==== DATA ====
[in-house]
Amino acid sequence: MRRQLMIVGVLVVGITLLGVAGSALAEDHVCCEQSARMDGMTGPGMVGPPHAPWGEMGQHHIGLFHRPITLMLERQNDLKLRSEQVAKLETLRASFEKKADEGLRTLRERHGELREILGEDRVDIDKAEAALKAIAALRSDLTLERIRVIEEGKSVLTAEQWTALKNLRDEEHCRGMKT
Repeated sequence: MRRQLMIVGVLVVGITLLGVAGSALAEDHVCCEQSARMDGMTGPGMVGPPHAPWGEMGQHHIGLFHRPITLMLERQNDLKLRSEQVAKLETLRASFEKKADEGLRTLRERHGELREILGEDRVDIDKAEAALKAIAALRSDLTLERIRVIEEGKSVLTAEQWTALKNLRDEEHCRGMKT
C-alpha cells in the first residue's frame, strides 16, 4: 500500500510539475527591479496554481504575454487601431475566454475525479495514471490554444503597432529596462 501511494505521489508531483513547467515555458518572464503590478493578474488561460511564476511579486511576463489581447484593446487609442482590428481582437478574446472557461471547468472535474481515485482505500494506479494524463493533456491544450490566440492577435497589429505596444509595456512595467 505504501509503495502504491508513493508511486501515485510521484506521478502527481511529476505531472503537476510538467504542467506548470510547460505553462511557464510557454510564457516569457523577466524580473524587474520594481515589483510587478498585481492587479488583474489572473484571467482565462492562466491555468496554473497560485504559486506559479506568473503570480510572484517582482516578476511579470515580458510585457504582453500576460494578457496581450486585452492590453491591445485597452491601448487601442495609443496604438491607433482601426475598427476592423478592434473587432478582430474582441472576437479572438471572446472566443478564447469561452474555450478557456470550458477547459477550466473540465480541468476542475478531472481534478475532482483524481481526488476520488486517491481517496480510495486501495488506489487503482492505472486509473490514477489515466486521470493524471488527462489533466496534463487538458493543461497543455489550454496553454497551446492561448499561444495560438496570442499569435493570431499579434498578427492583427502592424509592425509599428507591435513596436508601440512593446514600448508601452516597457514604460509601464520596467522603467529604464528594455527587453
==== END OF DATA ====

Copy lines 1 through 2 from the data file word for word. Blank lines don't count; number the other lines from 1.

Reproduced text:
[in-house]
Amino acid sequence: MRRQLMIVGVLVVGITLLGVAGSALAEDHVCCEQSARMDGMTGPGMVGPPHAPWGEMGQHHIGLFHRPITLMLERQNDLKLRSEQVAKLETLRASFEKKADEGLRTLRERHGELREILGEDRVDIDKAEAALKAIAALRSDLTLERIRVIEEGKSVLTAEQWTALKNLRDEEHCRGMKT